The X Page: A Storytelling Workshop


Les Lunettes de Papa

by Laetitia Dongmo


My dad is scary. 

Picture a man who wears a suit and a tie six days a week, is always on the phone, usually yelling at someone because they didn’t do what they were supposed to. 

He worked out very early in the morning, went to work and came back after dark about six days a week. On Sundays he wore sweats and didn’t start his days as early, but that didn’t stop him from going into work. 

He also travelled a lot for work, he was gone almost every two weeks for a few days. When I was about seven years old, my dad started a project in another city. He was overseeing the construction of a skyscraper. The car rides were about four hours each way.

One evening, my dad, as usual, got home at 7:00 p.m., after everyone had finished dinner. My parents sat around the dinner table and talked about their day. My siblings and I joined them for a bit. But we didn’t stay long. I mean, who would want to hang around this scary person? 

I went into the next room to do my homework. That evening, it was math. 

It was going well, and then I got stuck. I didn’t understand. I remembered the teacher earlier that day, explaining the concept. “Piquet, crochet, intervalle, piquet crochet, intervalle.” The words kept playing in my head like a broken record. 

Looking back—it seems easy now but then, yeah—it didn’t make much sense to me.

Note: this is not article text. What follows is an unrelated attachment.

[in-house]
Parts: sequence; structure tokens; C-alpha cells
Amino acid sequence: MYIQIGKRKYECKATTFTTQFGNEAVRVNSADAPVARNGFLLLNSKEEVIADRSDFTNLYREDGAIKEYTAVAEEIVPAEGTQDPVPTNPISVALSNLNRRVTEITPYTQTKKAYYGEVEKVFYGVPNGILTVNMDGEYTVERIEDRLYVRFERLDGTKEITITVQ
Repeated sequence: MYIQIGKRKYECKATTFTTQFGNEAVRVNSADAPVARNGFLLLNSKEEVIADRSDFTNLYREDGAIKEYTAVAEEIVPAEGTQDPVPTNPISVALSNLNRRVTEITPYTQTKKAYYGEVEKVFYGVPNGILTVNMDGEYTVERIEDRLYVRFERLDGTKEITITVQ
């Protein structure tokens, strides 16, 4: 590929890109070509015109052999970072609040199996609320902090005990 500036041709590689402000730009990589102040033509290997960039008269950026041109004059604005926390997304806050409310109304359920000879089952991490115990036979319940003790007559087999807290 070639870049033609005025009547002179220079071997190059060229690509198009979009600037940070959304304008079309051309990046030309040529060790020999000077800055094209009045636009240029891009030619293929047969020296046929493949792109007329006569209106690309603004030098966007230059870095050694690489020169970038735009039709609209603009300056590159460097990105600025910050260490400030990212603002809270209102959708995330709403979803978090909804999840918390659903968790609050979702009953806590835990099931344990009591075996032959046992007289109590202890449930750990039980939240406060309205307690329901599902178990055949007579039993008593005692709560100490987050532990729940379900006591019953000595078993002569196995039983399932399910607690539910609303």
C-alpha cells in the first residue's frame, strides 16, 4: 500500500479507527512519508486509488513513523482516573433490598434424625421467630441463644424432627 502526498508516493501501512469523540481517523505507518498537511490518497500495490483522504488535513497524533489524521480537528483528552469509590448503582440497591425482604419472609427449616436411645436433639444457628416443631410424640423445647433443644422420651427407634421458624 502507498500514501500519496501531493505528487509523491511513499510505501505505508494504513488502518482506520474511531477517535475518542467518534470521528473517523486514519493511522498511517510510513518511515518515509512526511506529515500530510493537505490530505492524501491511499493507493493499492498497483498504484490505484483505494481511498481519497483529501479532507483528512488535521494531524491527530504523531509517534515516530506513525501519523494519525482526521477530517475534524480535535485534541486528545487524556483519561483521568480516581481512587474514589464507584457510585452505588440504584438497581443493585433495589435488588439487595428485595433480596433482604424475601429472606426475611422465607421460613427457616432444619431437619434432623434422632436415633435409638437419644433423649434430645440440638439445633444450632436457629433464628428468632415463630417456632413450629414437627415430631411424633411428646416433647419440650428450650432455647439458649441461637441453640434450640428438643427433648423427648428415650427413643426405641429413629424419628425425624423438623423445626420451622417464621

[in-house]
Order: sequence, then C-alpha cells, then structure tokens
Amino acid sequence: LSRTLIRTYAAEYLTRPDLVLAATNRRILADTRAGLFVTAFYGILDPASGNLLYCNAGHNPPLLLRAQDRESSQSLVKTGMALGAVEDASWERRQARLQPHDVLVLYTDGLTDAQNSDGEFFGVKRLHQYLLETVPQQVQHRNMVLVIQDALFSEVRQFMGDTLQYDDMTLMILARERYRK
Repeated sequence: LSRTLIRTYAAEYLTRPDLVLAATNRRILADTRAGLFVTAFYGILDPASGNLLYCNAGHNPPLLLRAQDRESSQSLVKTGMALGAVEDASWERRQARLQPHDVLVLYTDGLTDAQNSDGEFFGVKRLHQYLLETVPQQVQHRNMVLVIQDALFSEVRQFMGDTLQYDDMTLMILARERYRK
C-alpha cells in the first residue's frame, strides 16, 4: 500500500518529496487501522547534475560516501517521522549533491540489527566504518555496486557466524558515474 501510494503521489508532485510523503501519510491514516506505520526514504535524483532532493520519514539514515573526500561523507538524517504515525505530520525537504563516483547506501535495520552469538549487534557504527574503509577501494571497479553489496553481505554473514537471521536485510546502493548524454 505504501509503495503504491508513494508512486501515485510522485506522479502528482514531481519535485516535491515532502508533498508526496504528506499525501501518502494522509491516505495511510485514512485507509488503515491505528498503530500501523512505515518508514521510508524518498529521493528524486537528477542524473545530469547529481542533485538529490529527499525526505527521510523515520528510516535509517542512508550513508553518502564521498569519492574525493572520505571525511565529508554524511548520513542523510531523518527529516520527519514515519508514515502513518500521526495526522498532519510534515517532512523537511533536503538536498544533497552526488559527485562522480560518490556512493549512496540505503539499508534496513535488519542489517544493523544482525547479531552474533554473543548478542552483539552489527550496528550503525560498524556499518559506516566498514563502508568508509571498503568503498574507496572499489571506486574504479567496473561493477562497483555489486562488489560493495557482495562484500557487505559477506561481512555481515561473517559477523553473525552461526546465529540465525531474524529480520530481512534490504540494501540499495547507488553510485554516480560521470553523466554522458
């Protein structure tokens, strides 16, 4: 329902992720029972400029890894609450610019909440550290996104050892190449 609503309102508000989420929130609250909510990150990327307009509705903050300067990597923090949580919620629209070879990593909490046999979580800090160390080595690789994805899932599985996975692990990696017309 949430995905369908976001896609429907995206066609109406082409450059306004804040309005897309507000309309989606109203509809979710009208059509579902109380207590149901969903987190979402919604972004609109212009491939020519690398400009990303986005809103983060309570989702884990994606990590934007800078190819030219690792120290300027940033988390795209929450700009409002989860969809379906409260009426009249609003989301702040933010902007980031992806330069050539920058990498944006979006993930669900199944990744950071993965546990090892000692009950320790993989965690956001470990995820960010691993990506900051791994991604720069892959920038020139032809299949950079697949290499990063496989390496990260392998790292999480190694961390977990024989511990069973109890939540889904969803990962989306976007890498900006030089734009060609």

I thought of my dad in the next room. I probably should have been scared to bother him, but I guess I didn’t think much of it. I was about seven years old and I really wanted to make sense of this math. 

I walked up to him with my textbook and asked him to walk me through it. 

He was squinting and trying to read my textbook. Watching him, I thought it was both funny and intriguing. 

Tu ne vois pas?” You can’t see? I remember asking him as I watched attentively. 

He didn’t answer. He took his time and used different approaches to try to explain it.  

He drew on a piece of paper. That didn’t work. He pointed to tiles on the floor. But he kept saying the same thing as my teacher: “Tu as deux piquets, l’espace entre les deux c’est un intervalle.

I was determined to get it, so I kept asking more and more questions. 

My dad got up, went into his bedroom and came back wearing his glasses. All of sudden something changed. He was more alert. 

That’s when I realized he really needed them to see. Up to then, I didn’t fully understand how bad his prescription was, or that he absolutely needed them to see properly. In that instant, he became a bit less scary to me, less powerful, in a way, and more of a human, who—like everyone—wasn’t perfect, had flaws.  

I kept asking questions until I was able to understand the concept and do my assignment. 

To this day, my dad reminds me about my perseverance. But this story also reminds me how attentive and loving he is. Even though he’d had a long day and a hard time reading, he was willing to help, putting his needs aside to listen and help to the best of his ability.  

After I discovered this about my dad, it unlocked something in both of us that my siblings hadn’t been able to yet. 

From that moment, whenever they wanted something from my dad, they would push me into his room and have me ask him for them, even though I was the youngest. 

But then I got smart. I’d walk into his room and get his attention. “Papa?” 

Oui,” he’d respond, turning around. 

I’d point to my sibling and say, “Il veut te dire quelque chose.” —He wants to ask you something. 

We’d look at each other and laugh because he’d immediately get what was going on.